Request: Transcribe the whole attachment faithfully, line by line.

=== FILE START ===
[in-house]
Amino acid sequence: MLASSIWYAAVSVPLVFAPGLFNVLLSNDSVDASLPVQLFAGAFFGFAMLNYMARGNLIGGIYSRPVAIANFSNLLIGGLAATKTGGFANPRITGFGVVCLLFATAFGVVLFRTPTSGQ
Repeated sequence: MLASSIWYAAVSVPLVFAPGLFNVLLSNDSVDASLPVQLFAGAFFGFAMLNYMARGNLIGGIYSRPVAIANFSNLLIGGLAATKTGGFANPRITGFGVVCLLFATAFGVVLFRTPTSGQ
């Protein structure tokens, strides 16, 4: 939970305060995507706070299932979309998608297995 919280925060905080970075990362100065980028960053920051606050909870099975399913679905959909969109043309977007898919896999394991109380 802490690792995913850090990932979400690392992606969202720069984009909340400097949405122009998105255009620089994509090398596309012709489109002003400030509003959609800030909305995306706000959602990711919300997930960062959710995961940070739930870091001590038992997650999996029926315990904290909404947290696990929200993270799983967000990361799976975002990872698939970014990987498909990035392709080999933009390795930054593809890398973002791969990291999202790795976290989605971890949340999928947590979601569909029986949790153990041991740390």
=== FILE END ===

[in-house]
Amino acid sequence: MLASSIWYAAVSVPLVFAPGLFNVLLSNDSVDASLPVQLFAGAFFGFAMLNYMARGNLIGGIYSRPVAIANFSNLLIGGLAATKTGGFANPRITGFGVVCLLFATAFGVVLFRTPTSGQ
Repeated sequence: MLASSIWYAAVSVPLVFAPGLFNVLLSNDSVDASLPVQLFAGAFFGFAMLNYMARGNLIGGIYSRPVAIANFSNLLIGGLAATKTGGFANPRITGFGVVCLLFATAFGVVLFRTPTSGQ
């Protein structure tokens, strides 16, 4: 939970305060995507706070299932979309998608297995 919280925060905080970075990362100065980028960053920051606050909870099975399913679905959909969109043309977007898919896999394991109380 802490690792995913850090990932979400690392992606969202720069984009909340400097949405122009998105255009620089994509090398596309012709489109002003400030509003959609800030909305995306706000959602990711919300997930960062959710995961940070739930870091001590038992997650999996029926315990904290909404947290696990929200993270799983967000990361799976975002990872698939970014990987498909990035392709080999933009390795930054593809890398973002791969990291999202790795976290989605971890949340999928947590979601569909029986949790153990041991740390």